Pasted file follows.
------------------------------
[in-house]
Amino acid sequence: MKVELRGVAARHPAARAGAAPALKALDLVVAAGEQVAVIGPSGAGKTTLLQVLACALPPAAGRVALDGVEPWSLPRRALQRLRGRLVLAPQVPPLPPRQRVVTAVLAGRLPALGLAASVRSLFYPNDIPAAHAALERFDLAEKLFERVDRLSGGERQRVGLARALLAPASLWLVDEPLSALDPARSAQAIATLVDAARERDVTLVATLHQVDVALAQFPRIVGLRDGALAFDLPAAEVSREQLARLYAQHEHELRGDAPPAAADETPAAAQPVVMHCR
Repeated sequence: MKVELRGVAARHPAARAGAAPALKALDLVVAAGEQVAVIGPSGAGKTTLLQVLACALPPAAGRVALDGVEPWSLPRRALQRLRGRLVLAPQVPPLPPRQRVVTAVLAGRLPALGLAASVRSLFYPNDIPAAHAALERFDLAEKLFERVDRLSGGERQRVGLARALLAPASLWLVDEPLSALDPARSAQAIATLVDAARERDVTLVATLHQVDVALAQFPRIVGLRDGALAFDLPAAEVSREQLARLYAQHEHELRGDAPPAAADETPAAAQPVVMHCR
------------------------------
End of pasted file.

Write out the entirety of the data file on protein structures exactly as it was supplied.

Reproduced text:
[in-house]
Amino acid sequence: MKVELRGVAARHPAARAGAAPALKALDLVVAAGEQVAVIGPSGAGKTTLLQVLACALPPAAGRVALDGVEPWSLPRRALQRLRGRLVLAPQVPPLPPRQRVVTAVLAGRLPALGLAASVRSLFYPNDIPAAHAALERFDLAEKLFERVDRLSGGERQRVGLARALLAPASLWLVDEPLSALDPARSAQAIATLVDAARERDVTLVATLHQVDVALAQFPRIVGLRDGALAFDLPAAEVSREQLARLYAQHEHELRGDAPPAAADETPAAAQPVVMHCR
Repeated sequence: MKVELRGVAARHPAARAGAAPALKALDLVVAAGEQVAVIGPSGAGKTTLLQVLACALPPAAGRVALDGVEPWSLPRRALQRLRGRLVLAPQVPPLPPRQRVVTAVLAGRLPALGLAASVRSLFYPNDIPAAHAALERFDLAEKLFERVDRLSGGERQRVGLARALLAPASLWLVDEPLSALDPARSAQAIATLVDAARERDVTLVATLHQVDVALAQFPRIVGLRDGALAFDLPAAEVSREQLARLYAQHEHELRGDAPPAAADETPAAAQPVVMHCR